South Korea has banned English language classes for first- and second-grade students in elementary schools to “minimise negative effects of early English education practices”.

The ban, which came into effect on Thursday, is part of a policy that, the government says, is in line with a Constitutional Court ruling in 2016 that said teaching English may hinder the students’ proficiency in Korean.

In South Korea, kindergartens that conduct English classes are not officially registered as pre-schools but operate as private academies.

Although expensive, the growing demand for early English education has made these outlets very popular among parents who can afford them.

Korea’s annual household income per capita is $15,335. Some of these outlets charge more than $1,500 a month. The ban, which will also see around 7,000 teachers lose their jobs, will create a further divide with children from low-income families set to miss out in a highly competitive society, say experts.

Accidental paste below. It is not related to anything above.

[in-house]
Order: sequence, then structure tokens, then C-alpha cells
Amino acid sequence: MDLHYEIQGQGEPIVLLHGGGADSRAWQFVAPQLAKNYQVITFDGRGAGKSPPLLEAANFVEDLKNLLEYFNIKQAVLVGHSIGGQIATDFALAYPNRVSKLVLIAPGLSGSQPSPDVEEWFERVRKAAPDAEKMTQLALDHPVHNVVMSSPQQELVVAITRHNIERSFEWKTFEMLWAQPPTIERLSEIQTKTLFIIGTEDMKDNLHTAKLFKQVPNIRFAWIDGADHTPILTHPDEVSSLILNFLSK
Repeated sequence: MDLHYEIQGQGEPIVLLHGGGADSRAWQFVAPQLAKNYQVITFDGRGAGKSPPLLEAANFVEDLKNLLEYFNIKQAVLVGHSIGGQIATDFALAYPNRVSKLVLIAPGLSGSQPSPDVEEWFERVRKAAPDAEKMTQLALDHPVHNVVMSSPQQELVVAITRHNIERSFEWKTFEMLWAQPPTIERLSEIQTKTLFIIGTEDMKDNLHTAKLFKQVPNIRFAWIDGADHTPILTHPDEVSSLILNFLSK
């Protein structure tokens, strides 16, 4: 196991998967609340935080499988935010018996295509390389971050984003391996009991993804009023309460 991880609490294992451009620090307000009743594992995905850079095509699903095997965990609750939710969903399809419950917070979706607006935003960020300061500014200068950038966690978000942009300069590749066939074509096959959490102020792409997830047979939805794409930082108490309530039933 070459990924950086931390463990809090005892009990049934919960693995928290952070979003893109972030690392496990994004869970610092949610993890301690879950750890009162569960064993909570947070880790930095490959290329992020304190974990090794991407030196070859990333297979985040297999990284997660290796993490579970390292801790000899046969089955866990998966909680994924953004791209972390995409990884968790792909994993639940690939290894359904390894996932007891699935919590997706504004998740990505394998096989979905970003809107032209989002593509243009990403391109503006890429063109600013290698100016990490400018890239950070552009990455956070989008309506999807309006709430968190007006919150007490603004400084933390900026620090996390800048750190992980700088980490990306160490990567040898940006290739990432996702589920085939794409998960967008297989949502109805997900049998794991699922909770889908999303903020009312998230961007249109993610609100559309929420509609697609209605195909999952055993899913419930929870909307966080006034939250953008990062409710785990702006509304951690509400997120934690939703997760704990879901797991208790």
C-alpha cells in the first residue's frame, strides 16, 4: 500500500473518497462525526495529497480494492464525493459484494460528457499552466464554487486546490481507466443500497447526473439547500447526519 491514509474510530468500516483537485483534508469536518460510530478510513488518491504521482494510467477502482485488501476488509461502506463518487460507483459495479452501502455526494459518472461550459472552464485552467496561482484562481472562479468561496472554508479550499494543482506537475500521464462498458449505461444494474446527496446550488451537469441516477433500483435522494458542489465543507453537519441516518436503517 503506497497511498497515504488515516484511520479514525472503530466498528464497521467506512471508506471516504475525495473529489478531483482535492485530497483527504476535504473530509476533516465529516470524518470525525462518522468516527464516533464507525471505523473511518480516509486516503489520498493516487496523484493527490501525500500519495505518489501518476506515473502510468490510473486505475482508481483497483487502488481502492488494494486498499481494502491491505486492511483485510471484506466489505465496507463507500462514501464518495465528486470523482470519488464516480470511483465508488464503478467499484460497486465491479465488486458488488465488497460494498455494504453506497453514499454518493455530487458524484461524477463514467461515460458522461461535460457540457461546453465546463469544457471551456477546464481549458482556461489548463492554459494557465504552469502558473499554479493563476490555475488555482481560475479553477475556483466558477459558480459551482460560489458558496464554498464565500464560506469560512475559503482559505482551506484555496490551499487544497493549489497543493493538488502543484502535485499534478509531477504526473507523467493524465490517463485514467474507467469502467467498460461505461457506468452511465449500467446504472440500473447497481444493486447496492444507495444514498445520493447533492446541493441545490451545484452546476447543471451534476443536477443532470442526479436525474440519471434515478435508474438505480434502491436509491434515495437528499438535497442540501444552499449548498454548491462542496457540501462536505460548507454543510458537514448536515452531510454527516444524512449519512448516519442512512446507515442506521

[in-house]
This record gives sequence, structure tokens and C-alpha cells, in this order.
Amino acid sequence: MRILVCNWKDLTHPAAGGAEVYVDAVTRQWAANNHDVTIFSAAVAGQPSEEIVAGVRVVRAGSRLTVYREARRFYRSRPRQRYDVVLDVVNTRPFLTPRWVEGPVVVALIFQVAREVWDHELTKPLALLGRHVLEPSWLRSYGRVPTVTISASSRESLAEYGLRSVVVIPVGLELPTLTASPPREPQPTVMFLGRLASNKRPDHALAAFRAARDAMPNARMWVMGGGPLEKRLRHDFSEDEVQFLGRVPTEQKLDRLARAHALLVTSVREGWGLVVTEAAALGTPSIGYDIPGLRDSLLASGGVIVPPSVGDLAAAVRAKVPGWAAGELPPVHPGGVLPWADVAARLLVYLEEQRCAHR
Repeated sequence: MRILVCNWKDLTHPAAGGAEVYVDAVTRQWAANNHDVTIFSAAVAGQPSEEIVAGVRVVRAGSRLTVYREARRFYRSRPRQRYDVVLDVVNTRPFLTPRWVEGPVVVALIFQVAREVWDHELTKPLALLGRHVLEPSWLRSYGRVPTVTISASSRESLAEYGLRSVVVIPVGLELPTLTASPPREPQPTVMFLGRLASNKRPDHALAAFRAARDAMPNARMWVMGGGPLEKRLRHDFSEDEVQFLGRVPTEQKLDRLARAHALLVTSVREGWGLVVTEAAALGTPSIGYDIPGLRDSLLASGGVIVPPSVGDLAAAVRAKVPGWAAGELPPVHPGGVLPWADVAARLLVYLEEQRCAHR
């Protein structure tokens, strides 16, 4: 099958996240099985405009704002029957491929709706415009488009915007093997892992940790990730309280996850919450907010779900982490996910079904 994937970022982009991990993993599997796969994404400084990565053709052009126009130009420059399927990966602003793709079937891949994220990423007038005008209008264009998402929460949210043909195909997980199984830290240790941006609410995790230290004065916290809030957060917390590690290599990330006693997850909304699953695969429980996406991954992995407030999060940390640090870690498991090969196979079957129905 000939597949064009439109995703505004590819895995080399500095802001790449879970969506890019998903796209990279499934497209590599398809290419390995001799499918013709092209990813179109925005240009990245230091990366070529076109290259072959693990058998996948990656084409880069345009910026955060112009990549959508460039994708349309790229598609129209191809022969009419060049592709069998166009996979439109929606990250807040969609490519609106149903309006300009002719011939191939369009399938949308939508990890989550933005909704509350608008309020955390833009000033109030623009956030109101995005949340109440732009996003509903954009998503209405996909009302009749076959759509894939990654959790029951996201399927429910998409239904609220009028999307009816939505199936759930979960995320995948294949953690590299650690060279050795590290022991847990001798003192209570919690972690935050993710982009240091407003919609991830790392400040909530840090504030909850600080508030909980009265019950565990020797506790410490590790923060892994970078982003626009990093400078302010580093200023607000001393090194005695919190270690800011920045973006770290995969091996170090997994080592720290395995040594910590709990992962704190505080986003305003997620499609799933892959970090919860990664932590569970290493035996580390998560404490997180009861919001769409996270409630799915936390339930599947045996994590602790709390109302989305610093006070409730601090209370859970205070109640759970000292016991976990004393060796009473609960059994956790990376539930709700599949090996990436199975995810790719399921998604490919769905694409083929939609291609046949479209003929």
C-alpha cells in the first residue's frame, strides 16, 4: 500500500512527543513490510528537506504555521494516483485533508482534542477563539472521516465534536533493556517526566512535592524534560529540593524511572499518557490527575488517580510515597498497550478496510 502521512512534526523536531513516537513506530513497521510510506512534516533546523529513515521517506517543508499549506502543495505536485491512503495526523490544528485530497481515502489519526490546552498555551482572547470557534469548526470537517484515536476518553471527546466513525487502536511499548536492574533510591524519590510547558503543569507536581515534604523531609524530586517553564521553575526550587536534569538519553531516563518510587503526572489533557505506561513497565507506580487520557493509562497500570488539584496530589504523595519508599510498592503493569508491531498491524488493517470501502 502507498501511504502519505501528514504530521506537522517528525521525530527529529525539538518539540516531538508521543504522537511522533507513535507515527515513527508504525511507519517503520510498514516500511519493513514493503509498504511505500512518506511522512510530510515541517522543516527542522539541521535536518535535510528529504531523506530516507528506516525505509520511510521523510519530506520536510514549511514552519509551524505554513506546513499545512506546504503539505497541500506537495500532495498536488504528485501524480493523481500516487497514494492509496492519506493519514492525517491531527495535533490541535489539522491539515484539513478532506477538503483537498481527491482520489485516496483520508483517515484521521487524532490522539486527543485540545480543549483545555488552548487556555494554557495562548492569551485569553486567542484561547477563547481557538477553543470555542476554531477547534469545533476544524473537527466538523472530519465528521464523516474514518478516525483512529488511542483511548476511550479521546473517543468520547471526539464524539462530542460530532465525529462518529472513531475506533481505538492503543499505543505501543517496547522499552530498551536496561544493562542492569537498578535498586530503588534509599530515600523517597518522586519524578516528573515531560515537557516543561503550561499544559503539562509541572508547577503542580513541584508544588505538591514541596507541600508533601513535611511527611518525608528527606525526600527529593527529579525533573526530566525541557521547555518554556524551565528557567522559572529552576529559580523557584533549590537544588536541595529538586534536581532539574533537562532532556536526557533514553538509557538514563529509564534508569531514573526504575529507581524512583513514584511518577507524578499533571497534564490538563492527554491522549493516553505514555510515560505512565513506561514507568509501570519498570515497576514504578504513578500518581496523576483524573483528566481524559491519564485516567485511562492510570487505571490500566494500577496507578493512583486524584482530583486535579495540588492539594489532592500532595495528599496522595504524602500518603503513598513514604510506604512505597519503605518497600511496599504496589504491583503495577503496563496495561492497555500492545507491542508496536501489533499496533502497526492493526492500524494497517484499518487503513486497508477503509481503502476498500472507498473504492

Together with the ban, the ministry has issued a warning and reminder to Korean parents, urging them to treat English as a second language.

But critics say English fluency is needed more than ever, especially in a society where long hours and extra effort often does not result in success due to the level of competition.

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